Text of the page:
- n. Plural form of upstroke.
“At the end of the session, if you managed to keep them all in mind while you sat straight but also stayed relaxed, and if you concentrated on what you were doing instead of wishing you were out in the school yard playing Red Rover, you had pages of perfect ovals, upstrokes, and downstrokes, and by the end of third grade, these would have come together into some species of legible penmanship.”
“TRUINI: Because this saw cuts on the upcuts, upstrokes.”
“Why should downstrokes be thick and upstrokes thin?”
“She drew more lines — dots and dashes, downstrokes and upstrokes, bends and hooks.”
The Bonesetter's Daughter
“It was written, not printed; written in a clear, even hand, with thick downstrokes and thin upstrokes, very large, easier than print, and so beautiful that Lucy stared at it for a whole minute and forgot about reading it.”
The Voyage of the Dawn Treader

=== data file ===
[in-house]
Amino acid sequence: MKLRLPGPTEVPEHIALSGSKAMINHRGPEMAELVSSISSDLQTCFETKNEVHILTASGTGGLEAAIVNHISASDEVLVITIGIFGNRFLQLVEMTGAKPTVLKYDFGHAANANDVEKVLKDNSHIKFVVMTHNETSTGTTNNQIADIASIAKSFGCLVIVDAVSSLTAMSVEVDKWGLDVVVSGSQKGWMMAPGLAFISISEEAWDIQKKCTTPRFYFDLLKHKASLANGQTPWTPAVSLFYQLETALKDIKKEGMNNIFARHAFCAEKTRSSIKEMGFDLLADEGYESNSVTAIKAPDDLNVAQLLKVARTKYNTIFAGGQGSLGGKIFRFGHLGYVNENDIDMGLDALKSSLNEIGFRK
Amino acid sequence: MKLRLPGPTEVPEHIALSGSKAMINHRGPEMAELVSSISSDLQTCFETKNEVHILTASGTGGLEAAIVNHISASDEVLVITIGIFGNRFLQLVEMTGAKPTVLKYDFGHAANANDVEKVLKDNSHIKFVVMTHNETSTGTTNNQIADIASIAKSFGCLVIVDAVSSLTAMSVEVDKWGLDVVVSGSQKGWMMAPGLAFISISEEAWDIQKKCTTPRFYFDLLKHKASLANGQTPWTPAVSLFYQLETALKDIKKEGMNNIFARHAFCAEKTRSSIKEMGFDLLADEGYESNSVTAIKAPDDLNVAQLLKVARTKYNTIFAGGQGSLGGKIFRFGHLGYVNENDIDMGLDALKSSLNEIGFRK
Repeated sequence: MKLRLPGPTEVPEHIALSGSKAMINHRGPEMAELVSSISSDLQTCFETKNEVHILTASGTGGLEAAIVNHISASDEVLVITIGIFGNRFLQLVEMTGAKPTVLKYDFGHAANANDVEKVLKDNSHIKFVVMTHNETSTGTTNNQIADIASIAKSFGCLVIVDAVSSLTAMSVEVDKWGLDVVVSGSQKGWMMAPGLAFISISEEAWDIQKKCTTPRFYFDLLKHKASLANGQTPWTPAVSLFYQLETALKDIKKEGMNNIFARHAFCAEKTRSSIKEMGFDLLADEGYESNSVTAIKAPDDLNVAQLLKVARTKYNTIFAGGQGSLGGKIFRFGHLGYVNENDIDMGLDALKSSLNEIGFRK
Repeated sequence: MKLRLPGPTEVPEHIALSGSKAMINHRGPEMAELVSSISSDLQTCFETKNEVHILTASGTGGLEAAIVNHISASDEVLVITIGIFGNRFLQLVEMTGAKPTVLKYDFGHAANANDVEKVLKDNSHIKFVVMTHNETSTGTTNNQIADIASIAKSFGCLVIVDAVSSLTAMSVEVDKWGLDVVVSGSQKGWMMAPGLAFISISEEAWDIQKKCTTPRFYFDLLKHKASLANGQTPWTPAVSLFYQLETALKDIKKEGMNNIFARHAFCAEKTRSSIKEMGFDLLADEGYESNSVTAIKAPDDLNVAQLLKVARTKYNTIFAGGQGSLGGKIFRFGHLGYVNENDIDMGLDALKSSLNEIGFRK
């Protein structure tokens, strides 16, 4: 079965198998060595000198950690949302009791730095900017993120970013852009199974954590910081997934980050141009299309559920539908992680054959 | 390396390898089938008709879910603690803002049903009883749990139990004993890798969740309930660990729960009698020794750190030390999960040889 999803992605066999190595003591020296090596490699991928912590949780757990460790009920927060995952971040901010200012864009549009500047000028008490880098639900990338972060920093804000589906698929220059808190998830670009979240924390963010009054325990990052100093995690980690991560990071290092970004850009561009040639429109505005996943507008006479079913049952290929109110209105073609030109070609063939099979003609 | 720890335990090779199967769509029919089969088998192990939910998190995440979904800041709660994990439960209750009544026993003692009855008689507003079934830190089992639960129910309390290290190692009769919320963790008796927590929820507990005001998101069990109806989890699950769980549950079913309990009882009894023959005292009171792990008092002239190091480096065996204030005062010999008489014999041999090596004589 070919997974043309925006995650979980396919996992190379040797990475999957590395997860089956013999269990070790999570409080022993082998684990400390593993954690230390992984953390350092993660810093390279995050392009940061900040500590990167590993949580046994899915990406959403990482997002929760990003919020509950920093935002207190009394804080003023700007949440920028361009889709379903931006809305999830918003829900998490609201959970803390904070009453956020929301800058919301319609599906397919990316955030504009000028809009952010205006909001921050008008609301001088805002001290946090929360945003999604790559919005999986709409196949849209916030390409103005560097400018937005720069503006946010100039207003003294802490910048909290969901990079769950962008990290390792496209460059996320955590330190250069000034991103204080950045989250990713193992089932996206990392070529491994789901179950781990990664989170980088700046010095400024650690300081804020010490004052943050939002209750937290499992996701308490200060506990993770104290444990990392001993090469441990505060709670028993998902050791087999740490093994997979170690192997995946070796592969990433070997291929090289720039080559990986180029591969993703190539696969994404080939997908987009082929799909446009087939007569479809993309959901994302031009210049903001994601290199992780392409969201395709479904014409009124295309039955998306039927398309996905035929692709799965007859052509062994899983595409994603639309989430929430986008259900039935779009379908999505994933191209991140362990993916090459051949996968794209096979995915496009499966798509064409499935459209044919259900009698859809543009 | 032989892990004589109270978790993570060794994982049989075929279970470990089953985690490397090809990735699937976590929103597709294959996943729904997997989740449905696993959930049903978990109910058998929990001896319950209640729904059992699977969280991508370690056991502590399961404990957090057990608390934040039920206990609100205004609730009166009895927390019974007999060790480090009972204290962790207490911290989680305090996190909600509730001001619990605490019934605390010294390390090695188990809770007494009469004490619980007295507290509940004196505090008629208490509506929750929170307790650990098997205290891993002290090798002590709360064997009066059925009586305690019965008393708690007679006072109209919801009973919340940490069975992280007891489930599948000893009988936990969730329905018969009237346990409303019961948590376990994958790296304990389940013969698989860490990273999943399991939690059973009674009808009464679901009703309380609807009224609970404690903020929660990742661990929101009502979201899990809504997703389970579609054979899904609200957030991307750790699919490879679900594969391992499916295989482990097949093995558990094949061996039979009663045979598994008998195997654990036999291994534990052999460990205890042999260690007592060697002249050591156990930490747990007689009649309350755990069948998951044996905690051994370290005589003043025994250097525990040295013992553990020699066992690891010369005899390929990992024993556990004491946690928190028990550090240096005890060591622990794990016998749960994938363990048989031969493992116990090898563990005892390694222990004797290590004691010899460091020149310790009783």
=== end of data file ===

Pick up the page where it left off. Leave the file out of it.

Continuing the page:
“On his return with the inkstand to the corner of my shelf, he could not resist sometimes boasting when he had not made a single blot; or confessing to me, in perfect confidence, how much the thinness of Susan's upstrokes, or the thickness of her downstrokes, was owing to the clearness of his slit or the fineness of his nib.”
“The times I've written it, thick down strokes, thin upstrokes!”
“_Why_ should downstrokes be thick and upstrokes thin?”
“It was written, as were all the letters we received from this Cornish venturer, in a woman's hand, small and delicate, with upstrokes like spider's thread; written in French, too, quite easy and careless.”
“_Self-esteem_, to which is allied conceit and ostentation, shows itself in proportion to the size of the writing, the taller and more flourished the upstrokes and the longer the downstrokes, the greater the self-assertiveness.”
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